Israeli police on Sunday removed barricades from near the Al-Aqsa Mosque compound in occupied East Jerusalem, in a move apparently aimed at easing tensions after days of violent confrontations.
The barricading of the area near the Damascus Gate in East Jerusalem’s walled Old City – a popular gathering place for Palestinians during the holy month of Ramadan – was partly blamed for several nights of tensions.
Israeli police said the barriers were put in place as part of coronavirus restrictions.
The decision came “following consultations with local leadership, religious leadership, situation assessments, while taking into consideration the shop owners who need to make a living, and in order to lower the level of violence,” an Israeli police spokesman told AFP news agency.
“Our forces are still deployed on the ground, and we won’t let violence resurge,” the spokesman said.
Violent clashes erupted on Thursday night after the arrival of far-right Israeli groups at the end of a march during which they harassed Palestinians and chanted “Death to Arabs”.
Hundreds of Palestinians have been wounded and dozens of others arrested in several days of violence.
Hundreds of Palestinians held celebratory rallies in the plaza, watched over by police.
They chanted celebratory remarks and waved Palestinian flags before minor scuffles erupted when Israeli police attempted to confiscate the flags.
AFP reporters saw several young Palestinians being detained by police.
But the plaza remained open, with police maintaining a heavy presence in the area into the early hours of Monday.
Samir Gheith, a 66-year-old Palestinian from Jerusalem, said people had been looking forward to gathering at Damascus Gate during Ramadan after it was closed last year due to coronavirus restrictions.
“I think they don’t want to see us be happy,” he told AFP, referring to the initial decision to barricade the plaza.
“But then they came to understand that they needed to put a stop to all these tensions,” he said.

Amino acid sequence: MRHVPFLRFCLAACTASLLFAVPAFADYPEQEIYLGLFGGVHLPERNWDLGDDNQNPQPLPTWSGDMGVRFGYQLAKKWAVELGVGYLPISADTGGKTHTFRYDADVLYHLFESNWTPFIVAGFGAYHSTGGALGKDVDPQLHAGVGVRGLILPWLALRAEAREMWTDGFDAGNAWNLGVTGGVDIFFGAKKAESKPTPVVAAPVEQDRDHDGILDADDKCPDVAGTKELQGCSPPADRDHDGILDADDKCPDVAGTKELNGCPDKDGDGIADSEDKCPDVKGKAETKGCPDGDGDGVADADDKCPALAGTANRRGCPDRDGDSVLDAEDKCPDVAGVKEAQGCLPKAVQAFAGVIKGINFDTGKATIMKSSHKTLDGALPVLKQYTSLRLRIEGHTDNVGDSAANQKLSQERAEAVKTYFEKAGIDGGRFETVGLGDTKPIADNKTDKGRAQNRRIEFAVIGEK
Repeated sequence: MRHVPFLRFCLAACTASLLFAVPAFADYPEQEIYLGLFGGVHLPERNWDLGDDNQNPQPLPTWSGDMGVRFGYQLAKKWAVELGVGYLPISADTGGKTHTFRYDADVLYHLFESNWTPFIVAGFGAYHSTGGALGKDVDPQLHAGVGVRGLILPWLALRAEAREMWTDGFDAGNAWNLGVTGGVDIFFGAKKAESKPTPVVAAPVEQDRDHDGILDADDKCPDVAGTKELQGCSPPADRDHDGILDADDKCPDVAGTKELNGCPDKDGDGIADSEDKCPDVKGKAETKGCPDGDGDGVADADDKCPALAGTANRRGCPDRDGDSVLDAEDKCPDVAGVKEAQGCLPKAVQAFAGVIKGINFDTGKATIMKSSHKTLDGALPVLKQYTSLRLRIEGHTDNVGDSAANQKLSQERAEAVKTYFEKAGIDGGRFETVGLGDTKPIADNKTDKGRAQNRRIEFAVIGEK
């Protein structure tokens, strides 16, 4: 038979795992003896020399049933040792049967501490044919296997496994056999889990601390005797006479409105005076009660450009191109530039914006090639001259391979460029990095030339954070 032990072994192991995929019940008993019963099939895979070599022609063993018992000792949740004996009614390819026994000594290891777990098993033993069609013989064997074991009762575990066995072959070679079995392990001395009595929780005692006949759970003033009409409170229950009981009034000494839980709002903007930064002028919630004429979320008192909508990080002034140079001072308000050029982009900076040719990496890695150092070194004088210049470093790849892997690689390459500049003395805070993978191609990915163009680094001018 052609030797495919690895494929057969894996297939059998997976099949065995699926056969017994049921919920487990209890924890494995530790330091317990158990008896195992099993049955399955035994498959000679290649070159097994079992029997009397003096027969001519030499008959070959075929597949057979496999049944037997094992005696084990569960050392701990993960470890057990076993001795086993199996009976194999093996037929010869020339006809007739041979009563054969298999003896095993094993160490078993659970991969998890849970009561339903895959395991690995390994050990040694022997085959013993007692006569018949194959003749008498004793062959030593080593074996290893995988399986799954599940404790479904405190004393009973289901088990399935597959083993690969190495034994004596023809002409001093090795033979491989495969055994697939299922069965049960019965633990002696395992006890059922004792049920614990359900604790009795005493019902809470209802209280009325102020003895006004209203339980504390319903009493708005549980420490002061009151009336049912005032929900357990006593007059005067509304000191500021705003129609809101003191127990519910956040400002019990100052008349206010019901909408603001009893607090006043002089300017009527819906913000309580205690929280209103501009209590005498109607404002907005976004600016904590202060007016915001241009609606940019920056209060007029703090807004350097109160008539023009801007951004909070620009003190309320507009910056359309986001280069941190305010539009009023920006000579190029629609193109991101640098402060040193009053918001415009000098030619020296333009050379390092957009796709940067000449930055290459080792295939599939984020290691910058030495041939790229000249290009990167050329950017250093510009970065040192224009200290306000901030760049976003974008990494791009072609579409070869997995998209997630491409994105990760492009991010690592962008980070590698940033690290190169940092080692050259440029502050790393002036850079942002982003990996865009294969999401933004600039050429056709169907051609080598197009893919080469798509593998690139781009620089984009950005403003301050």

The Palestinian leadership wants East Jerusalem to be the capital of their future state. Its fate has been one of the thorniest issues in the peace process, which ground to a halt more than 10 years ago.
Ahmad Tibi, a member of the Israeli parliament with the Joint List, the Palestinian-majority electoral alliance, said on Monday that placing barricades in the Old City was a mistake from the start.
In a statement he said the decision to reopen the gates is correct, but “they should stop attacking the Palestinians”.
The events in Jerusalem also led to an escalation in the besieged Gaza Strip.
While Palestinians in Gaza staged demonstrations in solidarity with those in Jerusalem, the armed wing of Hamas – the group that governs the enclave – warned Israel “not to test” its patience.
Overnight Friday into Saturday, several rockets were fired from Gaza towards Israel. The Israeli military said it had intercepted some rockets fired from the Strip by its air defences and launched air attacks targeting Hamas positions in the strip.
Hamas did not claim responsibility for the rockets but Israel considers the group responsible for all fire emanating from the enclave, which remains under a strict Israeli land, sea and air blockade since 2007.
On Monday, Hamas spokesman Hazem Qassem said that the removal of the barricades demonstrated the Palestinian people’s ability to “defy, resist, and impose their will on the occupier”.
“Our unity … and resistance in all its forms, will continue to be a guarantee of our ability to act on national issues in the face of the occupation,” he added.
Meanwhile, Israel on Monday said it has closed the fishing zone off the coast of Gaza – home to 2 million people – until further notice.
It had earlier reduced the extent of the fishing zone to just 9 nautical miles offshore from 15 nautical miles in retaliation for the launch of rockets from the Palestinian enclave.
Under the Oslo Accords signed in 1993, Israel is obligated to permit fishing up to 20 nautical miles, but this has never been implemented.
In practice, Israel only allowed fishing up to 12 nautical miles until 2006, when the fishing zone was reduced to six and later to three.
Israel maintains a heavy naval presence, restricting any traffic in and out of the enclave as well as the distance Gaza’s fishermen can travel to fish, severely affecting the livelihoods of some 4,000 fishermen and at least 1,500 more people involved in the fishing industry.